Populism, History, and Identity in German Politics and Foreign Policy
On March 2, 2017, the Transatlantic Academy published a policy brief by Bosch Public Policy Fellow Anna Sauerbrey, entitled "Populism, History, and Identity in German Politics and Foreign Policy."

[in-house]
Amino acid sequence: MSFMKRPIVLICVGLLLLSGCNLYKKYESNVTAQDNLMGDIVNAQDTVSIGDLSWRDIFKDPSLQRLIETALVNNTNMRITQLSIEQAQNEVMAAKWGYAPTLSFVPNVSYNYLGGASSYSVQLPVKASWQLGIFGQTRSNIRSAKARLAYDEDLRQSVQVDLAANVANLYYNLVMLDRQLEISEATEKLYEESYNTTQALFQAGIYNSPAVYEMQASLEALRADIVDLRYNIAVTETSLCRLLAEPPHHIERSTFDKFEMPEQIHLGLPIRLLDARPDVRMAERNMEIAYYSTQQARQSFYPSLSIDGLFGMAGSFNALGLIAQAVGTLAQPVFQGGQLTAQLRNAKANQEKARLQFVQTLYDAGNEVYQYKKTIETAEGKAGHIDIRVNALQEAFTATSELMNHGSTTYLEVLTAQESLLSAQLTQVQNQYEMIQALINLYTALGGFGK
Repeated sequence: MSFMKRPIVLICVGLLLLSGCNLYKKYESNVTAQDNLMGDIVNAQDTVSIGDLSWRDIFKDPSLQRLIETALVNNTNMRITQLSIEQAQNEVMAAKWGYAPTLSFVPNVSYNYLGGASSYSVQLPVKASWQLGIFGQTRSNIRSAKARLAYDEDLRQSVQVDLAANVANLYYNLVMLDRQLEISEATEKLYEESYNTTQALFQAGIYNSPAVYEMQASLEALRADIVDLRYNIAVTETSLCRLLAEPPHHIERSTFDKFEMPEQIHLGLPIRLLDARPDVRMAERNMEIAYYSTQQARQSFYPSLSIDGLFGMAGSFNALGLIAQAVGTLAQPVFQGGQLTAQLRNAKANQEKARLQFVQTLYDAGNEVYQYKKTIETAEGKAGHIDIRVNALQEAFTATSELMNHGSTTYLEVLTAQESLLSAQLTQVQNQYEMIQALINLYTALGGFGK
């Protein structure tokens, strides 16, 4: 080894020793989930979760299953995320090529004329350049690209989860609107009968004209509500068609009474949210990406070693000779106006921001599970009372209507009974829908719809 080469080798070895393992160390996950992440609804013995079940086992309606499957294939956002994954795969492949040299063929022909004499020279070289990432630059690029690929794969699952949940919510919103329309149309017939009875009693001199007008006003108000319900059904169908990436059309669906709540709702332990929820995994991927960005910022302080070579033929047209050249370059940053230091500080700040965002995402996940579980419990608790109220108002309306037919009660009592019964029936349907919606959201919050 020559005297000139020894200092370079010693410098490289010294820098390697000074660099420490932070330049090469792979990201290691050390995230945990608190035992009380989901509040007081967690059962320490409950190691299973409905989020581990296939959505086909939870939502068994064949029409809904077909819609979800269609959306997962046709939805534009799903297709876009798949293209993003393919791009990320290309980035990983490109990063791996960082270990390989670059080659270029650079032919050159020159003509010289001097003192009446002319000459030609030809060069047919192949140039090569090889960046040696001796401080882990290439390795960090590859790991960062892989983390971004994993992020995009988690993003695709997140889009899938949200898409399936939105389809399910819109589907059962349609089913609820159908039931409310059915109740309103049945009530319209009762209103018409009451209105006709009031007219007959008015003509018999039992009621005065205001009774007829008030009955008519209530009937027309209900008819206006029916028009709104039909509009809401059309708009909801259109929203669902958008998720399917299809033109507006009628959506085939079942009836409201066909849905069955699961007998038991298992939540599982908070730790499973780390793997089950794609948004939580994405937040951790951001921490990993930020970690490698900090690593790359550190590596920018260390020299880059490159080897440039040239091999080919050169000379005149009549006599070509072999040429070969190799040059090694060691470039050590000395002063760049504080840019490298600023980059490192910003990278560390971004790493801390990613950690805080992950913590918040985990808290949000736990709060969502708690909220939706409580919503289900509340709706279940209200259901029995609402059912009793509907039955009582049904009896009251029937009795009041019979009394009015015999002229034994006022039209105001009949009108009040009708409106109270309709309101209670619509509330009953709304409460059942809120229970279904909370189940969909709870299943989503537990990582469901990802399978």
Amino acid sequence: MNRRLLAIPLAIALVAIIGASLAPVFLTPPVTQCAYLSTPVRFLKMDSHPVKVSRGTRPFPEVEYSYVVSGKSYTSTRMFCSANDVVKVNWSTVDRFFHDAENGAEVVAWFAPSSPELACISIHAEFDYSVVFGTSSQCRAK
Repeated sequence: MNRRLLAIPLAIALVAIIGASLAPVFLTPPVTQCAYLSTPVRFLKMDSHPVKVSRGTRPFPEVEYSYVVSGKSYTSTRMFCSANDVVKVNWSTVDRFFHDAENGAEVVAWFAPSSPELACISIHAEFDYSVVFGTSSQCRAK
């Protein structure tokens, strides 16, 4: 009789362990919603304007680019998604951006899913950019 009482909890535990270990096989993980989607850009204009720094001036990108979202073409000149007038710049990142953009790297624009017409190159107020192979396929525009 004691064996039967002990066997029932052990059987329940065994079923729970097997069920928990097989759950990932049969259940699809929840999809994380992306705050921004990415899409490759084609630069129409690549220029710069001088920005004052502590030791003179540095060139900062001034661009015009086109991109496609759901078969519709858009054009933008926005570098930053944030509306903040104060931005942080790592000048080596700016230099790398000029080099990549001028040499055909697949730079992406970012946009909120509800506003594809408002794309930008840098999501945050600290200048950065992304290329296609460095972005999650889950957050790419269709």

Germany’s dominant historical narrative is undergoing rapid change, driven by several factors. First, as the last contemporary witnesses of the Holocaust pass, the narrative of German guilt is losing its emotional power. Second, in a rapidly changing world order, the imperatives of German foreign policy which are derived from the country’s history are increasingly under attack. Both the imperatives of nonviolence and humility stand challenged as Germany is pushed toward a more active, more self-confident, and more engaged position in the world. The country needs a new national narrative — and ironically, the rise of populists both within and outside Germany could prove as a catalyst in redefining German identity. As a country that has once been liberated and once has liberated itself from authoritarianism in the 20th century, Germany could define its new role as a defender of the ideas of the liberal West.
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